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Irish_Shrimper

Ant from across the Pond
Joined
Aug 13, 2007
Messages
5,310
Location
Limerick, Ireland
I noticed tonight on Irish tv, there were at least 3 instances of adverts encouraging people to talk more if they have problems that are affecting their daily lives. Always hearing people harping on about their physical health, and how they need to do more running or gym work is all well and good, but something i've been keen to see mentioned more and more is how important it is to look after your mental health - to use the old cliche: a healthy mind leads to a healthy body, and all that.

I suppose its not very 'cool', for want of a more appropriate word, to say to your mates anything with regards the need to look after your mental health, as most may probably laugh and call you cuckoo. Especially in your teens and in your 20's IMO. But i sincerely hope the increase in campaigns on this issue i have been seeing recently over here will continue, as it should hopefully save lives. Not sure about if this campaign is taking place over the pond or not...

Yesterday morning i got a call from a mate, saying a lad from my old school had died. I didnt know him, never spoke to him in fact, just seen him around, but obviously you stop and think 'Christ, he's gone at only 23...'. This evening i found out he had in fact jumped from a cliff in Co. Clare and ended his own life: sending a text to his mother and brother in the moments beforehand. This lad had apparently im told just finished his law degree, and had been working his first week as a solicitor in the city. Successful, and from what i can remember had always been very popular, it is so hard to see why he would go to such lengths. Just imagining him in the moments leading up to what he did gives me such a gut wrenching feeling inside, as that was almost me a few years back.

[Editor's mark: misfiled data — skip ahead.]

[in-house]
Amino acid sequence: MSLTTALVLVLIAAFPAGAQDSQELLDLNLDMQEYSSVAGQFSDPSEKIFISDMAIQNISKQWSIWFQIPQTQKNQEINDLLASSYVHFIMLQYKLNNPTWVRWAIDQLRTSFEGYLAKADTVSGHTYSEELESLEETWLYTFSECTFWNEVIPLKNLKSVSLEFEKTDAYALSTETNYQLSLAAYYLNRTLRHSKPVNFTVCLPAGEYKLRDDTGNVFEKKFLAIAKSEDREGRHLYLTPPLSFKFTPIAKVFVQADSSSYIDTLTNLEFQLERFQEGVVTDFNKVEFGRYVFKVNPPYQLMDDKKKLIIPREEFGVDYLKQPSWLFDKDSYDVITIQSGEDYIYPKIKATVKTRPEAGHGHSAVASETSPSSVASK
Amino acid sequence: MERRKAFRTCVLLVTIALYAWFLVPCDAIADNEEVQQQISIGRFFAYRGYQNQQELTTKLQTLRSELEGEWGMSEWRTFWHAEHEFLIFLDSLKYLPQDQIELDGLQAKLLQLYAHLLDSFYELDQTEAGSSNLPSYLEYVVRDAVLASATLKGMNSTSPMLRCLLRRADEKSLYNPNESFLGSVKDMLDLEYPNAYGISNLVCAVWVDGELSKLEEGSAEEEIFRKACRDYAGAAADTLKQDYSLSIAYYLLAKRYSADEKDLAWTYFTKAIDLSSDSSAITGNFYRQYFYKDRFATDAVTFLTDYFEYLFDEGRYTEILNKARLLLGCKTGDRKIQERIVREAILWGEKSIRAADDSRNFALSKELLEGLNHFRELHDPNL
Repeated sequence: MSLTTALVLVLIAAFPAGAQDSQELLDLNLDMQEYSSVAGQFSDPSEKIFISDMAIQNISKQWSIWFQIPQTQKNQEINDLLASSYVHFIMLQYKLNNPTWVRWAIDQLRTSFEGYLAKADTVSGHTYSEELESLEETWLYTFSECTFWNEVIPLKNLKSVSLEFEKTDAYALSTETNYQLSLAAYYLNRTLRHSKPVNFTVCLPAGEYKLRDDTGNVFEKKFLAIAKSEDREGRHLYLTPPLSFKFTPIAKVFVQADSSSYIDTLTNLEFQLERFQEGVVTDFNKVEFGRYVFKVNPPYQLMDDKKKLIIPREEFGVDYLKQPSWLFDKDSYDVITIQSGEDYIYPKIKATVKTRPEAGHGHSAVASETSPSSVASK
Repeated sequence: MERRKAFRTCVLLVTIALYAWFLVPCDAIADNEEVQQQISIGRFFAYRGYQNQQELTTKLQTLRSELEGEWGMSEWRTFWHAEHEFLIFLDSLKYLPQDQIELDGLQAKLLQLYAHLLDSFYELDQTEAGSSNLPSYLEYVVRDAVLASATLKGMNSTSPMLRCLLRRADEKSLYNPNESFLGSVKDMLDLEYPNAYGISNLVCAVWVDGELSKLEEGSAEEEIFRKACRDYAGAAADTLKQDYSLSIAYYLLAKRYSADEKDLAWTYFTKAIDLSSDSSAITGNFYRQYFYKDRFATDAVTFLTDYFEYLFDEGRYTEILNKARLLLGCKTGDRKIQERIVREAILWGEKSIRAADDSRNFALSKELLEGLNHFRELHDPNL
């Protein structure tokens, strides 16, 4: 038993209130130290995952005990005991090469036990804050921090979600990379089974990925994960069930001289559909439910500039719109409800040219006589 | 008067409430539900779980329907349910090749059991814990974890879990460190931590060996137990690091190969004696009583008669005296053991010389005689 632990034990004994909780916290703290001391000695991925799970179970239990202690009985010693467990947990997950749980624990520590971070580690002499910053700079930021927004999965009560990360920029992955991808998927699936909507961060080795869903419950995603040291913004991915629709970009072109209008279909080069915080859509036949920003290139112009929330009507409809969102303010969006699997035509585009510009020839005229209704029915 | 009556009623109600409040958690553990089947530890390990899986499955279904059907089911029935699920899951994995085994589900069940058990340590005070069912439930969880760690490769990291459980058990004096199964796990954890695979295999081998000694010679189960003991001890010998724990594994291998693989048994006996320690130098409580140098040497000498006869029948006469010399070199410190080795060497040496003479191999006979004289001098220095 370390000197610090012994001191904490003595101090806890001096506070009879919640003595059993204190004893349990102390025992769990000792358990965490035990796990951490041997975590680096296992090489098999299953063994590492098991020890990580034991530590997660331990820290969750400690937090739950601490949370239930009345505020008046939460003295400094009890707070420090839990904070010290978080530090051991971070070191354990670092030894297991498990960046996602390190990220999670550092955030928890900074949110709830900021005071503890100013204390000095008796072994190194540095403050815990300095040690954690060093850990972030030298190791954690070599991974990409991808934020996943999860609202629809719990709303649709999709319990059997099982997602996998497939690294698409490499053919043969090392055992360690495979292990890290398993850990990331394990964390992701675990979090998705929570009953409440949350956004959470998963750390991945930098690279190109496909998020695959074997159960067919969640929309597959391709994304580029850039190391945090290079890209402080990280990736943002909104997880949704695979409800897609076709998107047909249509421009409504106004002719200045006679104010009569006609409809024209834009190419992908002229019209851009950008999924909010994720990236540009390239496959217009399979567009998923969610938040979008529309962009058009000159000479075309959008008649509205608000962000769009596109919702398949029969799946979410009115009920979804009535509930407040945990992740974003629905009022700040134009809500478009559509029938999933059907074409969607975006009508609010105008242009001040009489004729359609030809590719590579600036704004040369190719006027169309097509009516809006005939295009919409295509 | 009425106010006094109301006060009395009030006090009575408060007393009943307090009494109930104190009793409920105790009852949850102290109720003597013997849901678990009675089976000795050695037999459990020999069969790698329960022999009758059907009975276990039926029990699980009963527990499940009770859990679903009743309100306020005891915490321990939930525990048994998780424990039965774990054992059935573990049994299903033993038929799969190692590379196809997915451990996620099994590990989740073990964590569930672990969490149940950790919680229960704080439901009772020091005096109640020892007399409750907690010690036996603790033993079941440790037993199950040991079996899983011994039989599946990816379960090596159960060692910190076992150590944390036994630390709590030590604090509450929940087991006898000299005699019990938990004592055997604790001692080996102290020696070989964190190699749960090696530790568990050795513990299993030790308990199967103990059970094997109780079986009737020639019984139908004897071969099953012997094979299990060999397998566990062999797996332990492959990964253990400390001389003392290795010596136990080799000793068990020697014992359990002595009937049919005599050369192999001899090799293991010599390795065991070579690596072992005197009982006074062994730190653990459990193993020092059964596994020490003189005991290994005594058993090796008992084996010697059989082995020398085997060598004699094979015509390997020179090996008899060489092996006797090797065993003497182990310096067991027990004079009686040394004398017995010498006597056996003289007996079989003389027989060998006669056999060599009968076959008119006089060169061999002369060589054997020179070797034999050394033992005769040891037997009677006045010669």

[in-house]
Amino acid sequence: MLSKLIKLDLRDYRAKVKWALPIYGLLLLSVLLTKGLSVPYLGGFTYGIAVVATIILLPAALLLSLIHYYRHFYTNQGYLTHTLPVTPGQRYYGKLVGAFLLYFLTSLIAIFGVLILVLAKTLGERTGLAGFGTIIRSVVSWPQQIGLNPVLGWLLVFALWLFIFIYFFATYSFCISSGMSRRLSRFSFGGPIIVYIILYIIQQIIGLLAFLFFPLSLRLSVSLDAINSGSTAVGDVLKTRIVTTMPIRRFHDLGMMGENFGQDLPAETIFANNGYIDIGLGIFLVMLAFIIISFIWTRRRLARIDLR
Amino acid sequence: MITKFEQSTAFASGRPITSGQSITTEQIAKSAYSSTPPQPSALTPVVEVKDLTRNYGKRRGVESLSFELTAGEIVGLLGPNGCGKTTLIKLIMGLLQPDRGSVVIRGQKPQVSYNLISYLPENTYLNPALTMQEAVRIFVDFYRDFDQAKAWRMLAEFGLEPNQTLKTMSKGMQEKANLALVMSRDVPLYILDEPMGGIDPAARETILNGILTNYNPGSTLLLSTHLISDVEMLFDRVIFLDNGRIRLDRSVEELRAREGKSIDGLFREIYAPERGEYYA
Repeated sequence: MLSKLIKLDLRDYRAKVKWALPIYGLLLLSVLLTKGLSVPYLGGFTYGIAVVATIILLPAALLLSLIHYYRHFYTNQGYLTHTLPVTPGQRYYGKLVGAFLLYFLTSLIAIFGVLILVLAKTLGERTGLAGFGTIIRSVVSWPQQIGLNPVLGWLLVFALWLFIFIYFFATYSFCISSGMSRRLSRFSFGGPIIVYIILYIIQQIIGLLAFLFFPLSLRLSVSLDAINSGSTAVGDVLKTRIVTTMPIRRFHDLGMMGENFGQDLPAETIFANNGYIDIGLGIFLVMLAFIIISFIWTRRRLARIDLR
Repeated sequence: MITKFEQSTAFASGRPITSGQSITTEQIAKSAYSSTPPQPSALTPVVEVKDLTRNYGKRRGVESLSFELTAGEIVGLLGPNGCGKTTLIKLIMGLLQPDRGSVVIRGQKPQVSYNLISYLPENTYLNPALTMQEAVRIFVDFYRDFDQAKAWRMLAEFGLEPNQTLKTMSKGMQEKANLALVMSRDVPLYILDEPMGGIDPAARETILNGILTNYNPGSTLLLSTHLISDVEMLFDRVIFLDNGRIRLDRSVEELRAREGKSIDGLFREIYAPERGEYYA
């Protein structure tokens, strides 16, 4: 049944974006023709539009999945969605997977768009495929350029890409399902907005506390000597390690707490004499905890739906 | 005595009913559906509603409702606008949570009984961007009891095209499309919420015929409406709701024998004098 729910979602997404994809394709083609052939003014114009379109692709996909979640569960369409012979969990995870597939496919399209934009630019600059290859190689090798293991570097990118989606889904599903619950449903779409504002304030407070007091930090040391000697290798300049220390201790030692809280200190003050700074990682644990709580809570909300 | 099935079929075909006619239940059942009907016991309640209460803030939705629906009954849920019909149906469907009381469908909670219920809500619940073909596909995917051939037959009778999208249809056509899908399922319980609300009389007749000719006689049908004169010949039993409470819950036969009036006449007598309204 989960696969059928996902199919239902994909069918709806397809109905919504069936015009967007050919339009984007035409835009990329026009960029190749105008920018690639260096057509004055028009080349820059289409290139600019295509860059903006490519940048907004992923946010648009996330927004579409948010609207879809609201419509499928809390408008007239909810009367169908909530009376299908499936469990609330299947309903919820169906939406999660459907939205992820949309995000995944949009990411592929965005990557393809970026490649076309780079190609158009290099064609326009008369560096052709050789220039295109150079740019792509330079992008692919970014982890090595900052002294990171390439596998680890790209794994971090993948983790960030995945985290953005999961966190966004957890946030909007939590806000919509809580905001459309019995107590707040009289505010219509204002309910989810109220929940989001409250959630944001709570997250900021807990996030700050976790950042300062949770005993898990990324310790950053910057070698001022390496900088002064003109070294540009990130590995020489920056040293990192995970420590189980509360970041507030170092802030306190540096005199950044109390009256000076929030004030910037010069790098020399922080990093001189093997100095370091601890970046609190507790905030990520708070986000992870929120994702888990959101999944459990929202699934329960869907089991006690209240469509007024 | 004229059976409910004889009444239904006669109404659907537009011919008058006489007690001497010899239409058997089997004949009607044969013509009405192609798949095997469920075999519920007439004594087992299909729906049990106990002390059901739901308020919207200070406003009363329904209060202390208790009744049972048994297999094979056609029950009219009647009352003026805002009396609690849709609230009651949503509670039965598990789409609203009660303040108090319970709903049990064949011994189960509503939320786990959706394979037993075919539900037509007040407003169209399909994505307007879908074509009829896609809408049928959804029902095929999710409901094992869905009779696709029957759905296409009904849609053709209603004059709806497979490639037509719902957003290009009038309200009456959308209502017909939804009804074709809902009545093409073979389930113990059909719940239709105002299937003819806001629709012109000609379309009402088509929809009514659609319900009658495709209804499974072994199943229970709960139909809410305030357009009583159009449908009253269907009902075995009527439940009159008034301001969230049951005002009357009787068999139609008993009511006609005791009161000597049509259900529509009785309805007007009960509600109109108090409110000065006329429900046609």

During my 2nd year of uni - 2 lads in the city pulled a knife on me and threatened to put it in my head. I managed to run off thankfully. Thats where the spiral started, and even though family support was there in abundance, and my family in Boston flew me out for the best week of my life soon after, i bottled every emotion and thought inside from that night in the city with the 2 lads. That following summer i went back to boston to work, and one night i just got so fed up i went for a walk to the water, and those bad thoughts crossed my mind. Life never seemed darker, and im not sure what it was, but i forced myself to turn around, and go back and talk to whoever i could about everything. On arrival home, my aunt, uncle, and friend were up worried, and a few days later i flew back to limerick, and started the healing process. Some days i used to look myself in the mirror for ages, and just try to spur myself to keep going, or keep on trucking as i always say.

Whilst in this frame of mind for so long - talking just seems like a pointless exercise - and its just easier to put on a brave face in front of your friends, and deal with the pain later, alone. But once overcoming the initial anxiety and embarassment, you do realise how important you are to your friends, family, and so forth. Things do eventually pick up. But they can't if you try to deal with it all on your own. Nowadays i live with my beautiful girlfriend, and plan on maybe asking her to marry me by the end of the year. Life is so much better now, and i thank god that i didnt end it all and just talked through it. I have no idea what frame of mind the lad from my old school was in 2 nights ago - but i hate to think of anyone being alone in those circumstances - may he rest in peace.

Im sure the 'hard men' might laugh this off, and please excuse the 'deep' nature of this thread: as most of you know me for posting pictures of scantily clad women and topics on football manager on this board, but i thought this might be a good issue to raise.

Anthony

http://www.yourmentalhealth.ie/index.php?option=com_content&task=view&id=12&Itemid=12
 
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